I tried your Parmesan dip but used sliced sweet potatoes instead of chicken. If you nuc the slices for 6 minutes at 50% power, then dip and brown in a non-stick pan they come out with a firm softness and taste great. I made the slices 1/2 inch.

    • rvsueandcrew says:

      That’s a pretty tasty and nutritious idea, Mick. I’d like to try that. I’m a bit stuck on the nuking part however.

      I never know what to do with sweet potatoes. It’s not like I’m going to make a PIE.

      • Mick'nTN says:

        Just cook them in the frying pan for a few minutes before dipping in the parmesan coating, otherwise the coating would burn before the potatoes were done. Use tongs to prevent burnt fingers.

  22. Cinandjules (NY) says:

    What a sweetheart! Janie is……part beagle and dashound? How many kids fit into the chair? Funny!

    What a wonderful friend…..Lynn and her husband.

    Good hook up Len was!

    • rvsueandcrew says:

      I couldn’t figure out what Janie’s mix is. When I adopted her, she was so skinny — get this — I thought she was an Italian Greyhound! In 3 days of eating she turned into the lovely and quite tubular girl she is today.

      Who would know better where there are local campsites on BLM land than the BLM guy who works out in the field? As soon as I saw his truck, I was out the door!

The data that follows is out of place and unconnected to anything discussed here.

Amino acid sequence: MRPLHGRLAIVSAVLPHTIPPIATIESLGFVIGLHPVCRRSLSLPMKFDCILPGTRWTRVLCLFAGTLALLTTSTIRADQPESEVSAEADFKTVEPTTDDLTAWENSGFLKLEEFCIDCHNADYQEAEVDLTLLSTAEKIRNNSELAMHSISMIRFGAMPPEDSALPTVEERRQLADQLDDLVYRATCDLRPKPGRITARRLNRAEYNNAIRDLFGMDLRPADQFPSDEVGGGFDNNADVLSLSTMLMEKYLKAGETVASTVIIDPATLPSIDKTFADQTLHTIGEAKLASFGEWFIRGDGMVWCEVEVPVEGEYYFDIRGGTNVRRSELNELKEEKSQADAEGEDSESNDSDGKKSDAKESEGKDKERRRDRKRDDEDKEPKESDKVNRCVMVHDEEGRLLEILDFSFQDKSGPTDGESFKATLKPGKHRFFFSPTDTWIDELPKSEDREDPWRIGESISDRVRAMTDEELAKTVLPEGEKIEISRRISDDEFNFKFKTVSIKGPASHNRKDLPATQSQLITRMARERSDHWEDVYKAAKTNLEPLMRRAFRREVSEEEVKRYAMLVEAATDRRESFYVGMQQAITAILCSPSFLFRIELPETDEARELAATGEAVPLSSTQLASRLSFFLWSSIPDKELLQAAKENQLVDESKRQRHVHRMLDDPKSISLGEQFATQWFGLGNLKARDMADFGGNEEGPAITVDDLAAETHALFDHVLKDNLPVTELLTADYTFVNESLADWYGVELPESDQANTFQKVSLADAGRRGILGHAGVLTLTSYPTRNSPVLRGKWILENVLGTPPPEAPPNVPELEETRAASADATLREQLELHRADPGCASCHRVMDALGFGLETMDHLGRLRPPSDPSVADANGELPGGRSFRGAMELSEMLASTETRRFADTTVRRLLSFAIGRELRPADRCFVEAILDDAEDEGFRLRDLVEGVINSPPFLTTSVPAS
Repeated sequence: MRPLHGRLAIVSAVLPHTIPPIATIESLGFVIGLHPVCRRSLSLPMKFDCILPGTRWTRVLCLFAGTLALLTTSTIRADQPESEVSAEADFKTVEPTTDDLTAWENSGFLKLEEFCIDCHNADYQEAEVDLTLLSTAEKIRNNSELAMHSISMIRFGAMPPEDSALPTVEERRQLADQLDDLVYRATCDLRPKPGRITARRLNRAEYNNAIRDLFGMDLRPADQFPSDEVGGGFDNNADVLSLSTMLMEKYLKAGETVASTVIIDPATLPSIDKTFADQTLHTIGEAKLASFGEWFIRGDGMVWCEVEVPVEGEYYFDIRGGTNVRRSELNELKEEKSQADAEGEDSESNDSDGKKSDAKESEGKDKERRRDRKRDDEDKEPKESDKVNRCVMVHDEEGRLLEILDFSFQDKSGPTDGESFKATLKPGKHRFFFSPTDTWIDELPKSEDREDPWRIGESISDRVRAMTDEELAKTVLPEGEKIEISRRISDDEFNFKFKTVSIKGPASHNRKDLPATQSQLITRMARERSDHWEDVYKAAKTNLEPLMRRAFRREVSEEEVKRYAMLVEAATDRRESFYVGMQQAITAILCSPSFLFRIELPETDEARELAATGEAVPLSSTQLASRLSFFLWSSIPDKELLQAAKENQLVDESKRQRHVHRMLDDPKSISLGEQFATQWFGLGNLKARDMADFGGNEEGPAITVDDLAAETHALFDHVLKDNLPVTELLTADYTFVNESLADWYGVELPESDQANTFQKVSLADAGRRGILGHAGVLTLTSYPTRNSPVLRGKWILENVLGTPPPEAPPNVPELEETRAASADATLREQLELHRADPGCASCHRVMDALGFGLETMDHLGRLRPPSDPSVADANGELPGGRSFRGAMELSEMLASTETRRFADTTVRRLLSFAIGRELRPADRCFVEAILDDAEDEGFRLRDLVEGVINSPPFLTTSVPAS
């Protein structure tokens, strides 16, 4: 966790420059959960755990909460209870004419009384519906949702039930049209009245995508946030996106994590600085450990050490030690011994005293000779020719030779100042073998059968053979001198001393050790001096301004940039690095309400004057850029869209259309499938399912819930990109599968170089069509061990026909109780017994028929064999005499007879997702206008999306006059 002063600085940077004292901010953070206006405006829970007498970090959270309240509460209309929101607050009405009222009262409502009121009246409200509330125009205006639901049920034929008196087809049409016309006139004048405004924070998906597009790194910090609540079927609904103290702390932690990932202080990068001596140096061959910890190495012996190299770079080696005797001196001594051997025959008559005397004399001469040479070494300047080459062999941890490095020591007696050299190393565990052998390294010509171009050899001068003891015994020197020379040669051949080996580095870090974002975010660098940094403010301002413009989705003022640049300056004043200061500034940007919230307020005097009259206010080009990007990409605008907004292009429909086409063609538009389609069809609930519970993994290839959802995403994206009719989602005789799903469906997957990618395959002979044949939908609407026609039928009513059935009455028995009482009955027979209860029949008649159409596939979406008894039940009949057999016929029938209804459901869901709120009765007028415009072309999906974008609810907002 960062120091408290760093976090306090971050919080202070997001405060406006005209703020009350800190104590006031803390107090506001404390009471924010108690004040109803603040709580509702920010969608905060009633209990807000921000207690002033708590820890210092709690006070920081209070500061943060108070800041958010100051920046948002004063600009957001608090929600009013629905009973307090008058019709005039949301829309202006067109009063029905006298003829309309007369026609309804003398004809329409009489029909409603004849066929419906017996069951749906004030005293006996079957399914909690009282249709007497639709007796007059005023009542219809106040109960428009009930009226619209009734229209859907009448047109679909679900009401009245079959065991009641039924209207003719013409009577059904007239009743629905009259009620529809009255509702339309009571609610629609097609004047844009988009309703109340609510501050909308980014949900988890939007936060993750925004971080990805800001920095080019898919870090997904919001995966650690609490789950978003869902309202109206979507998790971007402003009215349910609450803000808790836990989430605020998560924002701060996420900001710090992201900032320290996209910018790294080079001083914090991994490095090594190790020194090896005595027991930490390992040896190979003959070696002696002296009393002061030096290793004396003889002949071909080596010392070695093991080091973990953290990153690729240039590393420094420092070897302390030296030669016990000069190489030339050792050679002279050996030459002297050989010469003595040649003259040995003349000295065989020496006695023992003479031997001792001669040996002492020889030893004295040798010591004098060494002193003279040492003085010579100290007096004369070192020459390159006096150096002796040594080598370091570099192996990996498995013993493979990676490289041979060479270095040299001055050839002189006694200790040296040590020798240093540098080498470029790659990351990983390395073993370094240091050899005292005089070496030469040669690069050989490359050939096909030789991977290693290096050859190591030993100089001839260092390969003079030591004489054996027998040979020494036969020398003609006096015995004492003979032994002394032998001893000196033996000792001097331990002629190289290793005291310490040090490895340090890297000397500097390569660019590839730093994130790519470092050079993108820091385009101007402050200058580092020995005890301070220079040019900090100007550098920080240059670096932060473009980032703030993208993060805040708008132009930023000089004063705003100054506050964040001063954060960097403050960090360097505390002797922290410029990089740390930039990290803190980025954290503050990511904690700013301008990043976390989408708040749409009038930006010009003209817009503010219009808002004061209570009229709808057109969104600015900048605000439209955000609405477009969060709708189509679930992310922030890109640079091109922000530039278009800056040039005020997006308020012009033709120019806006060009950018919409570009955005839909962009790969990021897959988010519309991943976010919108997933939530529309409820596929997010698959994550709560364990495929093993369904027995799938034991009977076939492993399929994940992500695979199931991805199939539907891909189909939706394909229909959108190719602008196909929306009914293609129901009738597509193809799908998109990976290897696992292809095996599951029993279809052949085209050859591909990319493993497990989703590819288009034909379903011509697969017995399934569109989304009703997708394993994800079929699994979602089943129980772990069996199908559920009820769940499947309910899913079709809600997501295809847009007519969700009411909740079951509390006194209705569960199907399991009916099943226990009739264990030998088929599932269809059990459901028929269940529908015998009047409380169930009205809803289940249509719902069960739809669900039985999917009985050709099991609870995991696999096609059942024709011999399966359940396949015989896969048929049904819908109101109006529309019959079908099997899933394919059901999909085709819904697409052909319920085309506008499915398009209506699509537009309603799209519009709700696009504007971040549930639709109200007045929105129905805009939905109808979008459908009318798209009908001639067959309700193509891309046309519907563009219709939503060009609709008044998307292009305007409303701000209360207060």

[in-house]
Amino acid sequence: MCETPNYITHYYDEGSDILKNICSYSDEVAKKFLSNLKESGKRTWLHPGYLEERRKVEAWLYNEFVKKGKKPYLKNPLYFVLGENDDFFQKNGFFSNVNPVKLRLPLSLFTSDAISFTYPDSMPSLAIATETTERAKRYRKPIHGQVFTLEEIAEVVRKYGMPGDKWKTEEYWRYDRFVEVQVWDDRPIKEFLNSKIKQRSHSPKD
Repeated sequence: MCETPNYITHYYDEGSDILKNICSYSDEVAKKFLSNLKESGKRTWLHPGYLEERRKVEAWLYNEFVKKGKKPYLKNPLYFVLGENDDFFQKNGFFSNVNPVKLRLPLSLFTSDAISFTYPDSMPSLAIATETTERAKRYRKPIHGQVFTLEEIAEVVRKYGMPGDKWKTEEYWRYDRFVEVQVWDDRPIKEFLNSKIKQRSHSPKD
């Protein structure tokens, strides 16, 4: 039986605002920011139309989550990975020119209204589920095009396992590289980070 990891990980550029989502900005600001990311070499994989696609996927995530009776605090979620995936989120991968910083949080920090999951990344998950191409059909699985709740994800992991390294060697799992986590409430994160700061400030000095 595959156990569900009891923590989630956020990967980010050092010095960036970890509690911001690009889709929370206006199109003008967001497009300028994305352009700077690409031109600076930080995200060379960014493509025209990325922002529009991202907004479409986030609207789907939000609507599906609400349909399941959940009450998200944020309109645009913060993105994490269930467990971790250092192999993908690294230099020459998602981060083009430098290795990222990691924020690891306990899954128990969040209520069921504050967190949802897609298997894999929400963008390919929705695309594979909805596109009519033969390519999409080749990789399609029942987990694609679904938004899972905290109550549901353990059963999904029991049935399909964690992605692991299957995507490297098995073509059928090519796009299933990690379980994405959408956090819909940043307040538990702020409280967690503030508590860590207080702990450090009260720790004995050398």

23. weather says:

    Good Morning Sue,
    Heeding what gives us the sense that our choice is right each time,how rewarding!While,mercifully, we seldom find out which specific danger was averted by trusting the “red flags” inside that steer us away from situations,the benefits of being led are apparent.

    Like your choosing that site to avoid swarms of insects…-when really it was to be given the Tree of Birds.Driven to get this property for my husband,I was given my animal troupe,friends and seclusion to listen to His voice speak to me-heard from inside,and in the wind,bird songs,thunder and waves…

    This season’s locations for you seem chosen for their temperature,on the Fahrenheit scale.I see a refreshing being given much beyond what cool breezes have ever brought anyone… your traveling through an atmosphere where the temperature is so healing in it’s nature…

    • rvsueandcrew says:

      Good morning, weather,

      We woke up early this morning. We’ve been outside enjoying the cool air.

      Yes, as it turned out, this site is the best one at Pelican Lake for this time of year. My first impression of this campground was “how plain and uninteresting” and now, looking back, it’s one of the most enjoyable camps we’ve stayed at. This has happened before. First impression – blah. Final review – outstanding! 🙂